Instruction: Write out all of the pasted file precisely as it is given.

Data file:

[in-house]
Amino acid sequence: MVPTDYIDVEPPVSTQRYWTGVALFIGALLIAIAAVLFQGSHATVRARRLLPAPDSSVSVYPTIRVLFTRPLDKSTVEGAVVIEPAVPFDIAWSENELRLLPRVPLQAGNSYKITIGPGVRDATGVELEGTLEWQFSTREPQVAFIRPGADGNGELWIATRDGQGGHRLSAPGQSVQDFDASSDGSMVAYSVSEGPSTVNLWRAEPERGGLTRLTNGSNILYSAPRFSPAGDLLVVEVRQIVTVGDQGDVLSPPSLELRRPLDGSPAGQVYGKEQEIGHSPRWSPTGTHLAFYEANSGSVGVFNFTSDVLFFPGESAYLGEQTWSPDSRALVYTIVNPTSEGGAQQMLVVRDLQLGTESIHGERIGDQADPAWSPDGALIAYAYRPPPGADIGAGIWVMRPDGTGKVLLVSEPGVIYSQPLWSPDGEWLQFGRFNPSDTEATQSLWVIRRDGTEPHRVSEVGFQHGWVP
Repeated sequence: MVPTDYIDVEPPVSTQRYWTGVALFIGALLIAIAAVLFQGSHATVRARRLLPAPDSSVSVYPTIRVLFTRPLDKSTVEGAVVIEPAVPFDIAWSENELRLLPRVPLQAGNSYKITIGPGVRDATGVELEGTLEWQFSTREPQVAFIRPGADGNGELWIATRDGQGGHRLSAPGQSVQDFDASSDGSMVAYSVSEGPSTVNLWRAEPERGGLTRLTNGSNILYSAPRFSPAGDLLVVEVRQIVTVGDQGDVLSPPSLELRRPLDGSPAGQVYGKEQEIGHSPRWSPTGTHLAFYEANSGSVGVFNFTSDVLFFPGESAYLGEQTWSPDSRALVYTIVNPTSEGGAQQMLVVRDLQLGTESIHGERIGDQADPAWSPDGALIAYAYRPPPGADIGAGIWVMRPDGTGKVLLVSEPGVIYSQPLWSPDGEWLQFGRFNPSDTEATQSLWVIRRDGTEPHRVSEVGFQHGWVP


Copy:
[in-house]
Amino acid sequence: MVPTDYIDVEPPVSTQRYWTGVALFIGALLIAIAAVLFQGSHATVRARRLLPAPDSSVSVYPTIRVLFTRPLDKSTVEGAVVIEPAVPFDIAWSENELRLLPRVPLQAGNSYKITIGPGVRDATGVELEGTLEWQFSTREPQVAFIRPGADGNGELWIATRDGQGGHRLSAPGQSVQDFDASSDGSMVAYSVSEGPSTVNLWRAEPERGGLTRLTNGSNILYSAPRFSPAGDLLVVEVRQIVTVGDQGDVLSPPSLELRRPLDGSPAGQVYGKEQEIGHSPRWSPTGTHLAFYEANSGSVGVFNFTSDVLFFPGESAYLGEQTWSPDSRALVYTIVNPTSEGGAQQMLVVRDLQLGTESIHGERIGDQADPAWSPDGALIAYAYRPPPGADIGAGIWVMRPDGTGKVLLVSEPGVIYSQPLWSPDGEWLQFGRFNPSDTEATQSLWVIRRDGTEPHRVSEVGFQHGWVP
Repeated sequence: MVPTDYIDVEPPVSTQRYWTGVALFIGALLIAIAAVLFQGSHATVRARRLLPAPDSSVSVYPTIRVLFTRPLDKSTVEGAVVIEPAVPFDIAWSENELRLLPRVPLQAGNSYKITIGPGVRDATGVELEGTLEWQFSTREPQVAFIRPGADGNGELWIATRDGQGGHRLSAPGQSVQDFDASSDGSMVAYSVSEGPSTVNLWRAEPERGGLTRLTNGSNILYSAPRFSPAGDLLVVEVRQIVTVGDQGDVLSPPSLELRRPLDGSPAGQVYGKEQEIGHSPRWSPTGTHLAFYEANSGSVGVFNFTSDVLFFPGESAYLGEQTWSPDSRALVYTIVNPTSEGGAQQMLVVRDLQLGTESIHGERIGDQADPAWSPDGALIAYAYRPPPGADIGAGIWVMRPDGTGKVLLVSEPGVIYSQPLWSPDGEWLQFGRFNPSDTEATQSLWVIRRDGTEPHRVSEVGFQHGWVP